Reader Comments (rss)

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  1.  
    identicon
    Search Engines WEB, Feb 21st, 2007 @ 5:32am

    HIPAA and Sarbanes-Oxley

    Analogies can be made to the causes for the creation of HIPAA and Sarbanes-Oxley.

    Iin this current business morale climate, companies must be forced by fear to go that complicated extra mile to protect the consumer - when there is not an obvious tangible reward or immediate PR benefits.

     

    reply to this | link to this | view in thread ]

  2.  
    identicon
    Evil_Bastard, Feb 21st, 2007 @ 5:41am

    Only the small/medium business owner is worried at this point. We've done many network/website/security assessments and it's always the little guy who is most afraid of breaking the PCI standards.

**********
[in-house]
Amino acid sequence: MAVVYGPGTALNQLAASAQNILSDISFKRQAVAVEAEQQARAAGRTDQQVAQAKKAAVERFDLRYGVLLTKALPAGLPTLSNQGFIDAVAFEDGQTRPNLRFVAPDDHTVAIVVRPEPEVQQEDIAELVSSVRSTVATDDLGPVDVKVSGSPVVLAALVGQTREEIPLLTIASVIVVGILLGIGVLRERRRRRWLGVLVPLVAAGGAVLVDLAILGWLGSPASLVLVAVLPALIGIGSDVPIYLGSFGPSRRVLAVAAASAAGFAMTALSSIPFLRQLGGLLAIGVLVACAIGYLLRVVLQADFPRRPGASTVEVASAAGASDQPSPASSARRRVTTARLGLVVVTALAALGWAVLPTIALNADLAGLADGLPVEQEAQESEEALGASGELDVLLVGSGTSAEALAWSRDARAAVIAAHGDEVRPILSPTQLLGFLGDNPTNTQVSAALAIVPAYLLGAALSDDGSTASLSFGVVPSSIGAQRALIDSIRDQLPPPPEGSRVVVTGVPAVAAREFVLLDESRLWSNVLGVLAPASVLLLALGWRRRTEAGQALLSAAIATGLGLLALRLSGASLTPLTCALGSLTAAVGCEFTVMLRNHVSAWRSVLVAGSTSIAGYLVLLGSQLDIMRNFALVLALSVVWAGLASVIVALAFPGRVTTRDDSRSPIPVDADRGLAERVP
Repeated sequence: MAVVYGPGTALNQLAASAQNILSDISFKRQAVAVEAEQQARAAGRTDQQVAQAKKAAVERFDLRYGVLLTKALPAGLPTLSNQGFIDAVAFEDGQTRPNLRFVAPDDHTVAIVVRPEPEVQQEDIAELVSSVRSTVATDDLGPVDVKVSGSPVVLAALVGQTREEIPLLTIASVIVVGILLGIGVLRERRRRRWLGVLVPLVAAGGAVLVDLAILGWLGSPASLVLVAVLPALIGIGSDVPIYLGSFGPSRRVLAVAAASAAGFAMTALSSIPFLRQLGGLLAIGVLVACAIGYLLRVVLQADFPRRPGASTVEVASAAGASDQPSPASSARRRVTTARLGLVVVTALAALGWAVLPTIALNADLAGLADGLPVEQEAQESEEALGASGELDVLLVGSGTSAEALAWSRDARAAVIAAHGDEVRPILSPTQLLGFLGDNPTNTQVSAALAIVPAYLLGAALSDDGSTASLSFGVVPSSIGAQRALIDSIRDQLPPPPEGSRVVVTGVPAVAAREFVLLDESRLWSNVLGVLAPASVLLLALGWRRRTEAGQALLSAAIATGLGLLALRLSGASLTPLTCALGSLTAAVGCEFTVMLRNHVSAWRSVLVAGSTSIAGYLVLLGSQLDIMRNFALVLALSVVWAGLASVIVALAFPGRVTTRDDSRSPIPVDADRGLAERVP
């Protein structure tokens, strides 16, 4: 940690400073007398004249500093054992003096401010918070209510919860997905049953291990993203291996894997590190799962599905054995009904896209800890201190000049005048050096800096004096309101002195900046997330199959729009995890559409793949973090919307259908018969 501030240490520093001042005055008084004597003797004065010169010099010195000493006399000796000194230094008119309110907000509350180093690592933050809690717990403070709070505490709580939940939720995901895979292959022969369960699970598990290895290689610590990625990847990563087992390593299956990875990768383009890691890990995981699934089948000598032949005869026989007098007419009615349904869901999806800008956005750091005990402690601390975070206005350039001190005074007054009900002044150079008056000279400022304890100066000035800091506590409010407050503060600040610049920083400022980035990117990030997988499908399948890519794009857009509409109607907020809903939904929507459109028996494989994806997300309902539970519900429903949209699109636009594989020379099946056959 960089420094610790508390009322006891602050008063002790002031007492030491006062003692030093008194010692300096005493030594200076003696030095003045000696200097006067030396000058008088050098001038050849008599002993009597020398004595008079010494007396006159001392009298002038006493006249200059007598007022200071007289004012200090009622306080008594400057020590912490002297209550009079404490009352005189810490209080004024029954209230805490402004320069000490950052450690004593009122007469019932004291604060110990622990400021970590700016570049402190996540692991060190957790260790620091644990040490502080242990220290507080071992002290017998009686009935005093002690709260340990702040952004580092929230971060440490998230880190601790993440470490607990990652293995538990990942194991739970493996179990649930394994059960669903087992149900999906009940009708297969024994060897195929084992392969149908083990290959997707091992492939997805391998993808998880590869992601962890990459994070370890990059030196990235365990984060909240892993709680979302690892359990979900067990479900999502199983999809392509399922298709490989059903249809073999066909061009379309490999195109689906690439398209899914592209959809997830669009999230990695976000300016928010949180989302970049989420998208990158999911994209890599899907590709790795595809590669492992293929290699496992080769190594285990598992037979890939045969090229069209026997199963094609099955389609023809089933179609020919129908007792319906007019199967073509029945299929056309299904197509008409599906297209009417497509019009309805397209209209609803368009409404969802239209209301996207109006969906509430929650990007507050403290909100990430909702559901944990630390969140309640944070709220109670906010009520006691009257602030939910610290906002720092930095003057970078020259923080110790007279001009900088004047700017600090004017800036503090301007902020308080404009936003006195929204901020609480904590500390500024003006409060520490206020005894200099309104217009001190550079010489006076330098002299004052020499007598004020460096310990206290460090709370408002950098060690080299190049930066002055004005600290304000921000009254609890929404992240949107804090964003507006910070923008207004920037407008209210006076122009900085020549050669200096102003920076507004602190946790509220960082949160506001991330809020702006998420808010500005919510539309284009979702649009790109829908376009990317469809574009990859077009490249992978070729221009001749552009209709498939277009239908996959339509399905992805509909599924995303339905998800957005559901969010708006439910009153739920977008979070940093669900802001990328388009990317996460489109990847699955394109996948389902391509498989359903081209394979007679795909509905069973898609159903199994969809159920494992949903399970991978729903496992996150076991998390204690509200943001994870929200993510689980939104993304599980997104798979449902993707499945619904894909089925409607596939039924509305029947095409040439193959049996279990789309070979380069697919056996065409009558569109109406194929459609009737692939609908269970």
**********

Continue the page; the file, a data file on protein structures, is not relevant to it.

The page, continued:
reply to this | link to this | view in thread ]

  3.  
    identicon
    Sherman T. Potter, Feb 21st, 2007 @ 6:13am

    Leaks

    Aw, pony pucks!

     

    reply to this | link to this | view in thread ]

  4.  
    identicon
    Overcast, Feb 21st, 2007 @ 6:38am

    Yeah!! Who need 'incentive' just make more senseless laws that take away people's rights!

    Isn't that the 'trendy' thing to do now?

     

    reply to this | link to this | view in thread ]

  5.  
    identicon
    Spork, Feb 21st, 2007 @ 7:35am

    Re:

    Huh? Maybe I read the wrong article, but this didn't have anything to do with people's rights and everything to do with protecting your private data collected by companies during your normal business transactions. The incitive is to get businesses to actually keep a consumers info secure. If you're implying that it takes away from the business' rights, you're nuts. Standard ethnical business practice would dictate protecting your consumer's information.